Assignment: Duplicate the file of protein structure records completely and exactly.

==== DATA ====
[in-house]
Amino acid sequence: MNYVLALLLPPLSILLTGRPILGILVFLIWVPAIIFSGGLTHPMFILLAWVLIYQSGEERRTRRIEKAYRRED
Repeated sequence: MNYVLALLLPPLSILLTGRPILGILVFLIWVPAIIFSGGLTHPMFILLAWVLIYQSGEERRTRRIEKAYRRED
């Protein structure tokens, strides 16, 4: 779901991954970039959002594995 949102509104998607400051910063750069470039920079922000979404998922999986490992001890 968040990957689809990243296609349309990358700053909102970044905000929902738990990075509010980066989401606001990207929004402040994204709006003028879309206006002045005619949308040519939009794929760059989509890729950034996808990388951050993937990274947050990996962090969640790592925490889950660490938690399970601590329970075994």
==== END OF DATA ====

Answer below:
[in-house]
Amino acid sequence: MNYVLALLLPPLSILLTGRPILGILVFLIWVPAIIFSGGLTHPMFILLAWVLIYQSGEERRTRRIEKAYRRED
Repeated sequence: MNYVLALLLPPLSILLTGRPILGILVFLIWVPAIIFSGGLTHPMFILLAWVLIYQSGEERRTRRIEKAYRRED
């Protein structure tokens, strides 16, 4: 779901991954970039959002594995 949102509104998607400051910063750069470039920079922000979404998922999986490992001890 968040990957689809990243296609349309990358700053909102970044905000929902738990990075509010980066989401606001990207929004402040994204709006003028879309206006002045005619949308040519939009794929760059989509890729950034996808990388951050993937990274947050990996962090969640790592925490889950660490938690399970601590329970075994």